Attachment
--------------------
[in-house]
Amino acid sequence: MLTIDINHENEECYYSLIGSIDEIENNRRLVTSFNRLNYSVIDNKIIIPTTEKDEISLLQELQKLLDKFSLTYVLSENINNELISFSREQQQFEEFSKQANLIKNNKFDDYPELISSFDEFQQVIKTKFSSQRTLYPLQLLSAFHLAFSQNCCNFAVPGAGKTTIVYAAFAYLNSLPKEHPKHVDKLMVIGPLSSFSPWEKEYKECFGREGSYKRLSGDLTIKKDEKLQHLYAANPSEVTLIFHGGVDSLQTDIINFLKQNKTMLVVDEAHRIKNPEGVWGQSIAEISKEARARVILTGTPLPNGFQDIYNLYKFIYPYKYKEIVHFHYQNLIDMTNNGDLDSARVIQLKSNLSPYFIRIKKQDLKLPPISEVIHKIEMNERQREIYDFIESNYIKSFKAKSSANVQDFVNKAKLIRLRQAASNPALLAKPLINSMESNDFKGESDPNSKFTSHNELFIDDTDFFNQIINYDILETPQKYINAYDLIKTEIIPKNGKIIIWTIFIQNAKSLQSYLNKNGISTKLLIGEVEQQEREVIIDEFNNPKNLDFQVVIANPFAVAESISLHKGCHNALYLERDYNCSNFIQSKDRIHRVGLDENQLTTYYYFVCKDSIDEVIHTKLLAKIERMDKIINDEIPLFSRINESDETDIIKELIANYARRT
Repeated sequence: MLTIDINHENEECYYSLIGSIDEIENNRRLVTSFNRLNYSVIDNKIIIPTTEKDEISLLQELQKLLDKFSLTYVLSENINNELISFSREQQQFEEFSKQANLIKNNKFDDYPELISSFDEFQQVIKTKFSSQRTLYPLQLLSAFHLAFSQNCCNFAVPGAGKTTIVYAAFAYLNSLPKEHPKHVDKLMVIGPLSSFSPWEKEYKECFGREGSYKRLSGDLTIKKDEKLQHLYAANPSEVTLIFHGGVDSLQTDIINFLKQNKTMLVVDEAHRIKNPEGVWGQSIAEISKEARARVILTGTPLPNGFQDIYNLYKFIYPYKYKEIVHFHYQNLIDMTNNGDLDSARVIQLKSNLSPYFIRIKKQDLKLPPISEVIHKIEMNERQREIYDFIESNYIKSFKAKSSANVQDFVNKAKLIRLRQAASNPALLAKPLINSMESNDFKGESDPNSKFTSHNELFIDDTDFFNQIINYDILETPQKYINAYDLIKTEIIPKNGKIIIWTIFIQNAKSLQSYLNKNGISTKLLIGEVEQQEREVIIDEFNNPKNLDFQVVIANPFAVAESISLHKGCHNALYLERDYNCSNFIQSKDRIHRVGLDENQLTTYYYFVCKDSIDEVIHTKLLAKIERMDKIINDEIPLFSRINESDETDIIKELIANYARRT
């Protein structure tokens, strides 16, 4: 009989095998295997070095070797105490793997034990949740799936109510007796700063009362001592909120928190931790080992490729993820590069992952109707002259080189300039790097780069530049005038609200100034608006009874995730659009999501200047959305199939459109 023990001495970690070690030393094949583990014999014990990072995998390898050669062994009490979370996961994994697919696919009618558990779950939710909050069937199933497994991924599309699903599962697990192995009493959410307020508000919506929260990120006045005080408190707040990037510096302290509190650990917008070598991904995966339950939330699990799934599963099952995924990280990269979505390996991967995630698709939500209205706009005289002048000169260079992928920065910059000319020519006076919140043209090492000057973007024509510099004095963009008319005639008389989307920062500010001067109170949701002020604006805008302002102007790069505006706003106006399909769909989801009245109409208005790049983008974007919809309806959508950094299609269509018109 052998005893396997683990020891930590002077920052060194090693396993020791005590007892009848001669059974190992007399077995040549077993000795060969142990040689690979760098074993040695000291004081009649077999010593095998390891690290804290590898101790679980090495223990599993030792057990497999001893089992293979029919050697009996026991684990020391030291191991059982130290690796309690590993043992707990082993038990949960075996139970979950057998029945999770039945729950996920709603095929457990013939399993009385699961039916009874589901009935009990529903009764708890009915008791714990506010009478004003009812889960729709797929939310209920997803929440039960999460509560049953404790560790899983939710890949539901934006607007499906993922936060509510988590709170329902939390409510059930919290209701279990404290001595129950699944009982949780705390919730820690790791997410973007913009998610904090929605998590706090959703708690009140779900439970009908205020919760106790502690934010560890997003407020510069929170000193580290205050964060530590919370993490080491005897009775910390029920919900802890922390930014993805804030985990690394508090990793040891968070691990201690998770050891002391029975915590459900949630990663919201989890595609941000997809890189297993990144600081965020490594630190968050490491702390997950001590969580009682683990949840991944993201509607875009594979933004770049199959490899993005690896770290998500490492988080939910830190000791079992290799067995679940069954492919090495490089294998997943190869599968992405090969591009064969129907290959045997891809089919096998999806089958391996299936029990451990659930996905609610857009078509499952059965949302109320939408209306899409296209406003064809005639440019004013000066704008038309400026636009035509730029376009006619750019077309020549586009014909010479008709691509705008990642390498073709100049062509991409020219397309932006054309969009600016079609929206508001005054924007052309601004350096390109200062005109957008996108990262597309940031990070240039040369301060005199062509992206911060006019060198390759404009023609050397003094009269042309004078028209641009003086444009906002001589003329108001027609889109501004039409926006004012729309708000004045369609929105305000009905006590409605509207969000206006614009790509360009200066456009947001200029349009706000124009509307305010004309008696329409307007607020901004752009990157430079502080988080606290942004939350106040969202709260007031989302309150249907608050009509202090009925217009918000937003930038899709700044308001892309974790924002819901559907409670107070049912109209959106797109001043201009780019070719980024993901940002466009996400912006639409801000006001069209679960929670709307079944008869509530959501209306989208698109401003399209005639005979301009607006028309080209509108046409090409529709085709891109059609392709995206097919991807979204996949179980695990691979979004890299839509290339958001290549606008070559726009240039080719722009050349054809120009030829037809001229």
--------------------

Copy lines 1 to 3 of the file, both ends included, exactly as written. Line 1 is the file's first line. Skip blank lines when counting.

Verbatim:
[in-house]
Amino acid sequence: MLTIDINHENEECYYSLIGSIDEIENNRRLVTSFNRLNYSVIDNKIIIPTTEKDEISLLQELQKLLDKFSLTYVLSENINNELISFSREQQQFEEFSKQANLIKNNKFDDYPELISSFDEFQQVIKTKFSSQRTLYPLQLLSAFHLAFSQNCCNFAVPGAGKTTIVYAAFAYLNSLPKEHPKHVDKLMVIGPLSSFSPWEKEYKECFGREGSYKRLSGDLTIKKDEKLQHLYAANPSEVTLIFHGGVDSLQTDIINFLKQNKTMLVVDEAHRIKNPEGVWGQSIAEISKEARARVILTGTPLPNGFQDIYNLYKFIYPYKYKEIVHFHYQNLIDMTNNGDLDSARVIQLKSNLSPYFIRIKKQDLKLPPISEVIHKIEMNERQREIYDFIESNYIKSFKAKSSANVQDFVNKAKLIRLRQAASNPALLAKPLINSMESNDFKGESDPNSKFTSHNELFIDDTDFFNQIINYDILETPQKYINAYDLIKTEIIPKNGKIIIWTIFIQNAKSLQSYLNKNGISTKLLIGEVEQQEREVIIDEFNNPKNLDFQVVIANPFAVAESISLHKGCHNALYLERDYNCSNFIQSKDRIHRVGLDENQLTTYYYFVCKDSIDEVIHTKLLAKIERMDKIINDEIPLFSRINESDETDIIKELIANYARRT
Repeated sequence: MLTIDINHENEECYYSLIGSIDEIENNRRLVTSFNRLNYSVIDNKIIIPTTEKDEISLLQELQKLLDKFSLTYVLSENINNELISFSREQQQFEEFSKQANLIKNNKFDDYPELISSFDEFQQVIKTKFSSQRTLYPLQLLSAFHLAFSQNCCNFAVPGAGKTTIVYAAFAYLNSLPKEHPKHVDKLMVIGPLSSFSPWEKEYKECFGREGSYKRLSGDLTIKKDEKLQHLYAANPSEVTLIFHGGVDSLQTDIINFLKQNKTMLVVDEAHRIKNPEGVWGQSIAEISKEARARVILTGTPLPNGFQDIYNLYKFIYPYKYKEIVHFHYQNLIDMTNNGDLDSARVIQLKSNLSPYFIRIKKQDLKLPPISEVIHKIEMNERQREIYDFIESNYIKSFKAKSSANVQDFVNKAKLIRLRQAASNPALLAKPLINSMESNDFKGESDPNSKFTSHNELFIDDTDFFNQIINYDILETPQKYINAYDLIKTEIIPKNGKIIIWTIFIQNAKSLQSYLNKNGISTKLLIGEVEQQEREVIIDEFNNPKNLDFQVVIANPFAVAESISLHKGCHNALYLERDYNCSNFIQSKDRIHRVGLDENQLTTYYYFVCKDSIDEVIHTKLLAKIERMDKIINDEIPLFSRINESDETDIIKELIANYARRT